Hey, IT types and Facilities honchos – can you please play nicely together?
Because the C-suite has got its eye on you.
Many CIOs, urged on by savings-hungry CFOs, are placing data center energy efficiency at or near the top of their agenda for this year. They’re unlikely to make much progress unless they find a way to integrate management of the physical layer with enhanced monitoring, reporting and management of energy consumption across every link in the power chain.
Data center infrastructure management (DCIM) solutions attempt to do just that, and the market for these goods and services is exploding. Software vendors, in particular, are crowding into this space and can expect to see the market expand by a compound annual growth rate close to 40 percent through 2015, according to analyst firm 451 Research. (Network Computing blogger Steve Wexler looks at the growth numbers in this piece on the emerging DCIM software market.)
But DCIM extends far beyond software, touching just about every aspect of the IT processing infrastructure. And the potential benefits go beyond energy cost savings. It’s a complex discipline, and it’s morphing at a dizzying rate. Indeed, the FAQs for DCIM are often pretty basic: What exactly is it? How does it work?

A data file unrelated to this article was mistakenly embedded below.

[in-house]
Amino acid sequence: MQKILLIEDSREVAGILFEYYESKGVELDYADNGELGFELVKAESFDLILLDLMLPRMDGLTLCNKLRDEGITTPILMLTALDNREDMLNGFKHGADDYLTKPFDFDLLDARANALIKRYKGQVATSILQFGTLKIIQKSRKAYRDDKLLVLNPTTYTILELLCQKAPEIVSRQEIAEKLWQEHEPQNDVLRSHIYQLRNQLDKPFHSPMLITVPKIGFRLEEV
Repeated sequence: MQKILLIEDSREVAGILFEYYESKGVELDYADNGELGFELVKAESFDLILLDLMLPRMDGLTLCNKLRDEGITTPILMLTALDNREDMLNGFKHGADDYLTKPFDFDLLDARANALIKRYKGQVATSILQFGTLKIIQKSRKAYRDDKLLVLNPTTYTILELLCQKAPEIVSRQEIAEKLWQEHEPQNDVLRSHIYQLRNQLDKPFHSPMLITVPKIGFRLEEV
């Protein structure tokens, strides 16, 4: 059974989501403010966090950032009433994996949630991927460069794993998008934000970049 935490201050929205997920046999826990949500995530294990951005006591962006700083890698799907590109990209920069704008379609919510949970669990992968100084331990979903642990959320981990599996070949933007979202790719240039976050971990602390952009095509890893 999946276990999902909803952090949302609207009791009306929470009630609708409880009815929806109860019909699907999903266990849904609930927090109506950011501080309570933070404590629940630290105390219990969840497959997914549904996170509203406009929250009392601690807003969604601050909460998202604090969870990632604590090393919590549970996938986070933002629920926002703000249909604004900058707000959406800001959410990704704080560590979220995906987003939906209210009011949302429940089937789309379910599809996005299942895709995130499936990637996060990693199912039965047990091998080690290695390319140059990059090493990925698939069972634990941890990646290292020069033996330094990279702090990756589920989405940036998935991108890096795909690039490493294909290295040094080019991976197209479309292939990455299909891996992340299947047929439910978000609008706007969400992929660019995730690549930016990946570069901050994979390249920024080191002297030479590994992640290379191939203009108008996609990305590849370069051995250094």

For a quick intro to DCIM, check out a new post to the Enterprise CIO Forum blog by HP’s energy and sustainability management expert Ian Jagger: The Least You Need to Know About Data Center Infrastructure Management.
Ian covers all the basics: What does DCIM look like to IT leaders? What does it look like from the Facilities viewpoint? Where are the performance challenges for DCIM solutions? What are the potential pitfalls with “plug-and play” approaches? It’s a quick guide to what Ian calls “the magic” that can get IT and Facilities on the same page.
Learn how HP Energy and Sustainability Management Services can help you reduce costs and improve your resource usage and carbon footprint.
Read how HP is helping one company to revolutionize the enterprise-class data center through clean technology design and power solutions (PDF, 369 KB).